Friday, April 5, 2013
Review: "6 Souls"
The filmmakers behind "6 Souls" are not without skill, and it features some very talented actors -- Julianne Moore, Jonathan Rhys Meyers, Frances Conroy. So why is it a complete disaster?
This psychological/paranormal thriller is totally lacking in suspense, or an engaging plot, or any kind of visceral impact. Honestly, I struggled to get through it.
The studio provided me with an online screener, so I watched it in fits and starts over a couple of days. No doubt this experience was completely different from sitting in a theater, we're you're immersed in darkness and can't leave ... well, at least not if you're there to do a job.
My guess is if I could leave, I would have.
The movie, originally titled "Shelter," was shot fully five years ago by Swedish directors Måns Mårlind and Björn Stein, from a screenplay by Michael Cooney, a horror specialist ("Identity," "Jack Frost"). I get the sense that it didn't test well, so it was back-burnered while the studio figured out what to do with it. Rather than just dumping it on video, they went with the increasingly common two-tiered strategy of putting it out on pay-per-view with a simultaneous modest theatrical release.
The set-up is that it's a split-personality story -- the sort of thing that has existed as cinematic fodder for 40 years or so, despite being an extraordinarily rare and much-debated diagnosis in the psychiatric field. Count Cara Harding (Moore) among the skeptics -- as the story opens, she's testifying in a case where she basically asserts that the whole concept of someone with multiple personalities is bunk.
One person trying to change her mind is her father (Jeffrey DeMunn), also a head-shrinker, who has encountered what he thinks is a legitimate split-personality case. He invites Cara in to consult, and soon she's swept up in the saga.
Moore and DeMunn have some nice scenes together, part of a lifelong father/daughter chess game. He urges her to challenge her preconceived notions of how the human mind works, while she thinks he's unable to admit when he's wrong. If the movie had actually stayed focus on this dynamic, with the patient acting only as a catalyst to further their conflict, it might have made for an interesting drama.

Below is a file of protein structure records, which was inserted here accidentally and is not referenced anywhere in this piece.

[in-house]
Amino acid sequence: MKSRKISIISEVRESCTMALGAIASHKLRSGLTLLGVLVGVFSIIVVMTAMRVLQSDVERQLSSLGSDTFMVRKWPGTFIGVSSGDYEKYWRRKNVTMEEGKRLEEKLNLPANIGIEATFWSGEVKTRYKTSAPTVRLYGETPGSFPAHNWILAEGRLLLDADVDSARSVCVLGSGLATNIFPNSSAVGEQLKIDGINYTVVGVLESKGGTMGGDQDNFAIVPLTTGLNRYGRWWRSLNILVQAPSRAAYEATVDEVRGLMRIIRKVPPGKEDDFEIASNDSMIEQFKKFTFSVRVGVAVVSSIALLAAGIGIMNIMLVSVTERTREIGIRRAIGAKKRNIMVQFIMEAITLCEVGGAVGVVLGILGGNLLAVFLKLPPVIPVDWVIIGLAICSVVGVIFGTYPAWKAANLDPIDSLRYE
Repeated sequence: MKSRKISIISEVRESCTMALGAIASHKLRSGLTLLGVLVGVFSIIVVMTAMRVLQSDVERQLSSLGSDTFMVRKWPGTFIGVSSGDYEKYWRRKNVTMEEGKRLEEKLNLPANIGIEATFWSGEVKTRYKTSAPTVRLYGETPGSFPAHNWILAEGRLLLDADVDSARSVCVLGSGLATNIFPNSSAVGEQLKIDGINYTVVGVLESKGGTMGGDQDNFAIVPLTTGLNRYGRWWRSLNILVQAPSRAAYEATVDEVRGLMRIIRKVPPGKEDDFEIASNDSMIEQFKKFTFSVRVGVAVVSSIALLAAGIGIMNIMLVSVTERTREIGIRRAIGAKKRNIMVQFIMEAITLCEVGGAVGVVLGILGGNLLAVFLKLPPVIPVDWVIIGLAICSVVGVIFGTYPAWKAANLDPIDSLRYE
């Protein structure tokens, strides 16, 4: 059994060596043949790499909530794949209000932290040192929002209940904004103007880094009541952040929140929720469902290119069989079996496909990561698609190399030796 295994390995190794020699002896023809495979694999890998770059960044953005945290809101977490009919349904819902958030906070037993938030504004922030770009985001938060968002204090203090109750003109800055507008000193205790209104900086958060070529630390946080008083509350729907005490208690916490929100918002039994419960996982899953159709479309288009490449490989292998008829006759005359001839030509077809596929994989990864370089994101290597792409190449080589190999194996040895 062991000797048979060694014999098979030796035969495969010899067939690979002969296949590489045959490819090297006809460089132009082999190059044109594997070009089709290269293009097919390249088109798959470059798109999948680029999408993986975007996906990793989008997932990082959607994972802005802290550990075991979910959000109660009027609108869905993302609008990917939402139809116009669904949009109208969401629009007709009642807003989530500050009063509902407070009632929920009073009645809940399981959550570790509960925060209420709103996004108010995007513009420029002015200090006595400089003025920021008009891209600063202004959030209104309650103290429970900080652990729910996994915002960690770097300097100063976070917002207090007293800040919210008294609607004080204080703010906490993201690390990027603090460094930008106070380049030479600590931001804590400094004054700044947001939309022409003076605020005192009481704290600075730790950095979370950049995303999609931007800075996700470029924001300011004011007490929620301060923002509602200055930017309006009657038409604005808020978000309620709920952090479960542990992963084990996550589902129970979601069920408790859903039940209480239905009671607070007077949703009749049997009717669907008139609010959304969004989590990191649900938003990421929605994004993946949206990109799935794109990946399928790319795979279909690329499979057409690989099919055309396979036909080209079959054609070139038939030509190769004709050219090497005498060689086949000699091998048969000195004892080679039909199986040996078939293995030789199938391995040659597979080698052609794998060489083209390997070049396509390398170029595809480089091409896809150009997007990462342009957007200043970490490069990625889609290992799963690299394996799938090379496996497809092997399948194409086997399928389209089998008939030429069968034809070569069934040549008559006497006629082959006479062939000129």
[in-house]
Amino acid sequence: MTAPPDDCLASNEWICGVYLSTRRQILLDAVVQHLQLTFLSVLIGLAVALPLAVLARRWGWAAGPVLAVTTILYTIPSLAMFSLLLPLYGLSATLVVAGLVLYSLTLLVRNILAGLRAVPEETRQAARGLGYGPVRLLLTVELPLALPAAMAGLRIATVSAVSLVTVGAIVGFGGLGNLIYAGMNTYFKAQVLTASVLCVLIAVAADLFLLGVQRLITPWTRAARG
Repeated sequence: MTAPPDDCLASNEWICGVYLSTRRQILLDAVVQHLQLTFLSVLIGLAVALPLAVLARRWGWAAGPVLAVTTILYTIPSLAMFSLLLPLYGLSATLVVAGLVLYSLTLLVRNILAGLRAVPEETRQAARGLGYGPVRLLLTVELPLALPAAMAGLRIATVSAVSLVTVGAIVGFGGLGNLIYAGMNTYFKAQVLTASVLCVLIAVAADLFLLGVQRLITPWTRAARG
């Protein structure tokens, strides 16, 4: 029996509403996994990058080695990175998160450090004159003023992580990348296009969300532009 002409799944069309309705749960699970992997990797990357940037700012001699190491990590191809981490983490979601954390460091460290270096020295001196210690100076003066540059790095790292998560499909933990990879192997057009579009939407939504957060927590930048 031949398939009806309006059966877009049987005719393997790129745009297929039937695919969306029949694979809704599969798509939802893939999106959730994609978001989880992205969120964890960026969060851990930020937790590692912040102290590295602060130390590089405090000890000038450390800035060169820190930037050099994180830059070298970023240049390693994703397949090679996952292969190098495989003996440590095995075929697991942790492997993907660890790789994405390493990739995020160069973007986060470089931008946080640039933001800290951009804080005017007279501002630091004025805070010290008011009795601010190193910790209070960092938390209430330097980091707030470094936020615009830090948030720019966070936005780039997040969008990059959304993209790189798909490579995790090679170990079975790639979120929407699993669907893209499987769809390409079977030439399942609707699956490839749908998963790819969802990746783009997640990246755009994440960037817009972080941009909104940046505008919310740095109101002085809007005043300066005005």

Instead, the story heads straight into schlocky boo-gotcha territory, with increasing evidence that this thorny case of mental instability is, in fact, actually the work of ... wait for it ... The Devil!
Things end up in hillbilly country, where grim snaggletooth men throw hard stares at Cara as she investigates the case. Eventually, she's brought before The Granny, an ancient crone/mystic/leader, who fills her in on the tale of a faith healer who died in the early 20th century after betraying his people.
It becomes apparent that his horrid curse is being replicated today, with victims bothered by festering sores on their back in the shape of a cross, and a rash of (literally) dirty mouths.
Rhys Meyers flails mightily in the role of the patient, but ends up coming across as more silly than frightening. His abrupt shifts to different personalities are triggered by a phone call requesting to speak with one of his other hosts, at which point his head snaps back and he makes all sorts of odd crunching noises, as if he's practicing self-chiropractic.
His default personality is David, a mild-mannered Southern boy who's confined to a wheelchair. The flip side of the loony coin is Adam, a brash New Yorker who leaps out of the wheelchair, antagonizing Cara with questions about her own family and past. Later we encounter Wesley and Charles, two men who ... well, I shouldn't give that away.
"6 Souls" is a wretchedly unwatchable train wreck of a film.